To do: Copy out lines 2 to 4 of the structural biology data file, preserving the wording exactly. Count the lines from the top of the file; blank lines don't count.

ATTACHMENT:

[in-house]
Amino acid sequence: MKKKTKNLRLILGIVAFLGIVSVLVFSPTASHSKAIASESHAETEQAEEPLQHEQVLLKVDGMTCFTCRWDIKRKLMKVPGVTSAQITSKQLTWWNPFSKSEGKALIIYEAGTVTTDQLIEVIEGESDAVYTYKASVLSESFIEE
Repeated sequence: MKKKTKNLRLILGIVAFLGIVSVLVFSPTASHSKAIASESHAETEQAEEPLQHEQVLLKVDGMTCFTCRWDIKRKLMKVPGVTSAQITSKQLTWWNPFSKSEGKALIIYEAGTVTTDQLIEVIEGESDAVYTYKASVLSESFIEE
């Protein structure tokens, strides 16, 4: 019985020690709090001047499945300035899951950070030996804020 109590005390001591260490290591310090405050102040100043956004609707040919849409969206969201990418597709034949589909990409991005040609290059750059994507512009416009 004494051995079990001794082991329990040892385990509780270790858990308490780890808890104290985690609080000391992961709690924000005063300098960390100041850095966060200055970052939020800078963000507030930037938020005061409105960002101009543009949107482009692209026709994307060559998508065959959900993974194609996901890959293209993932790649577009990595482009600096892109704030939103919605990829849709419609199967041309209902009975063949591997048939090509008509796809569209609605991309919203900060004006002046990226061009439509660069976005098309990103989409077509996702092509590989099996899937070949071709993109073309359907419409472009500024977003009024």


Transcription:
Amino acid sequence: MKKKTKNLRLILGIVAFLGIVSVLVFSPTASHSKAIASESHAETEQAEEPLQHEQVLLKVDGMTCFTCRWDIKRKLMKVPGVTSAQITSKQLTWWNPFSKSEGKALIIYEAGTVTTDQLIEVIEGESDAVYTYKASVLSESFIEE
Repeated sequence: MKKKTKNLRLILGIVAFLGIVSVLVFSPTASHSKAIASESHAETEQAEEPLQHEQVLLKVDGMTCFTCRWDIKRKLMKVPGVTSAQITSKQLTWWNPFSKSEGKALIIYEAGTVTTDQLIEVIEGESDAVYTYKASVLSESFIEE
């Protein structure tokens, strides 16, 4: 019985020690709090001047499945300035899951950070030996804020 109590005390001591260490290591310090405050102040100043956004609707040919849409969206969201990418597709034949589909990409991005040609290059750059994507512009416009 004494051995079990001794082991329990040892385990509780270790858990308490780890808890104290985690609080000391992961709690924000005063300098960390100041850095966060200055970052939020800078963000507030930037938020005061409105960002101009543009949107482009692209026709994307060559998508065959959900993974194609996901890959293209993932790649577009990595482009600096892109704030939103919605990829849709419609199967041309209902009975063949591997048939090509008509796809569209609605991309919203900060004006002046990226061009439509660069976005098309990103989409077509996702092509590989099996899937070949071709993109073309359907419409472009500024977003009024």